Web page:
Physics with Calculus/Electromagnetism/Capacitance, Inductance, LRC Circuits

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2/27/06 Capacitance (c)

Capacitance is a measure of the amount of electric charge stored (or separated) for a given electric potential. The capacitance is usually defined as the total electric charge placed on the object divided by the potential of the object:

       C = \frac{Q}{V}

or, according to Gauss's law, the capacitance can be expressed as the electric flux per volt

      C = \frac{\Phi}{V}

where

   C is the capacitance in farads
   Q is the charge in coulombs
   V is the potential in volts
   Φ is the electric flux associated with the charge Q in coulombs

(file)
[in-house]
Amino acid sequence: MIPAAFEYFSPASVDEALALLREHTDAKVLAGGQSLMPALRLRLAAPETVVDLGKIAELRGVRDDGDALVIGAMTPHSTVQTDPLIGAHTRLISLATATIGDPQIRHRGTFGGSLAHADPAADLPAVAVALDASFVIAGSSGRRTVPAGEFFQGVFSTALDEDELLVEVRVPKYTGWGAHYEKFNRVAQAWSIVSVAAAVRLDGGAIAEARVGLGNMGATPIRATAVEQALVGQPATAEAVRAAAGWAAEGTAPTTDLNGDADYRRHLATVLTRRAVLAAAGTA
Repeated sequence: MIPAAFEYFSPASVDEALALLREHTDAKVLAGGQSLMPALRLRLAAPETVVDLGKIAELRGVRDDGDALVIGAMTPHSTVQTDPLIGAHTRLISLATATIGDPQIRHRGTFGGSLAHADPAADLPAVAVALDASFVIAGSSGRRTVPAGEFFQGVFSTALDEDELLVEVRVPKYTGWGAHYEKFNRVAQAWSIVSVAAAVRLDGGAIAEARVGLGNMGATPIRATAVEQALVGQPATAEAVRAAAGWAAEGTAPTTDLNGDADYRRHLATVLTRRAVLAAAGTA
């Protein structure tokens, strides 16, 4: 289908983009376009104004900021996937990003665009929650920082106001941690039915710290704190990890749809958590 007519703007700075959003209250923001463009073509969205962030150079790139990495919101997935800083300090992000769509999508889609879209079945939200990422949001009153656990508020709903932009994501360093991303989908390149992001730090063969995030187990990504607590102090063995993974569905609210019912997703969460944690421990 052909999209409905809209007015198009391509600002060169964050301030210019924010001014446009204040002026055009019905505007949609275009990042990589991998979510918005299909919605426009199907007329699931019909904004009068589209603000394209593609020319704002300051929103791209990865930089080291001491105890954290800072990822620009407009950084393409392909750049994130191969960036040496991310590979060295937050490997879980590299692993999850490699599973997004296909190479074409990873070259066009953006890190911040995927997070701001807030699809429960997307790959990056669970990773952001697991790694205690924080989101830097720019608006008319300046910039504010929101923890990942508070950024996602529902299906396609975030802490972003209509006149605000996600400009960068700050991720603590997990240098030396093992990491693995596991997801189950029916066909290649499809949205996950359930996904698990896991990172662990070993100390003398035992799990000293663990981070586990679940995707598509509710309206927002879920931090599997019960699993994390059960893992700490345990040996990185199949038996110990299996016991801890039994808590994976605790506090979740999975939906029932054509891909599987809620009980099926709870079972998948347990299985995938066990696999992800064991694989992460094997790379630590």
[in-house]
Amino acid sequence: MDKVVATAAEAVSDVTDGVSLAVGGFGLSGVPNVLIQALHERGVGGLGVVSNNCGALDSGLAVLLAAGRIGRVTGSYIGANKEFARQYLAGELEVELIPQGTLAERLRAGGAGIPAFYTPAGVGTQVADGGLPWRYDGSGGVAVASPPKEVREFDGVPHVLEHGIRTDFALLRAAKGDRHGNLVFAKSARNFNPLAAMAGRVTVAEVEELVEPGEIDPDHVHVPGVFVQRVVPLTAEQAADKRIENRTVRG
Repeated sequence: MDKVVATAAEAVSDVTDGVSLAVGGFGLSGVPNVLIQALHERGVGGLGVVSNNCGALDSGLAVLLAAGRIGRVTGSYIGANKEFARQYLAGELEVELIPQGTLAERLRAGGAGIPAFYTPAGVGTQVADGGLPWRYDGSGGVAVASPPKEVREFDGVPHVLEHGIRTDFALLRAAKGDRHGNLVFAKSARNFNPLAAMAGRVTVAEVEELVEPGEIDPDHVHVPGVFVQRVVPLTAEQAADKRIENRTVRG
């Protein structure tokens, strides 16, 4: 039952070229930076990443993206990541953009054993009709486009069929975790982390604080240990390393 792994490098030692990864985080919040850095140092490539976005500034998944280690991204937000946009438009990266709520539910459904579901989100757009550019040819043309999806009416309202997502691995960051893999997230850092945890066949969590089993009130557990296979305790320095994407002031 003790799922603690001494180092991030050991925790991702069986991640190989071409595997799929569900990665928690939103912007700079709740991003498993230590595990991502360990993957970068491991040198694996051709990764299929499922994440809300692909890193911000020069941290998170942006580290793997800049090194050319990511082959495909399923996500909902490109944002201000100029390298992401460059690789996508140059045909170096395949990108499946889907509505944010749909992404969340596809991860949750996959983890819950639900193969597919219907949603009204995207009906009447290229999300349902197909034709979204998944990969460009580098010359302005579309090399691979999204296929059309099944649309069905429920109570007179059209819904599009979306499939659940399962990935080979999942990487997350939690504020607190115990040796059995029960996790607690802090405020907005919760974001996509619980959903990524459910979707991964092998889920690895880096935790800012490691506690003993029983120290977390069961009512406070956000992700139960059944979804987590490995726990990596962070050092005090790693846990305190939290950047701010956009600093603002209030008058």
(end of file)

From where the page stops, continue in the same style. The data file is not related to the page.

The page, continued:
Conductors have equal and opposite charge Dielectric.png


The charge (aka current) is split up Each capacitor will have part of the total charge that is available for the group (there is a certain amount of charge in each branch there will be charge and when you add the charge of the branches that will be the total charge.) Voltage is split up Each capacitor in series gets a part of the total available charge They all acquire the same voltage Each parallelel branch gets the same voltage as all other Total equivalent Capacitance

   I_\mathrm{total} = V \cdot \left(\frac{1} {R_1} + \frac{1} {R_2} + \cdots + \frac{1} {R_n}\right)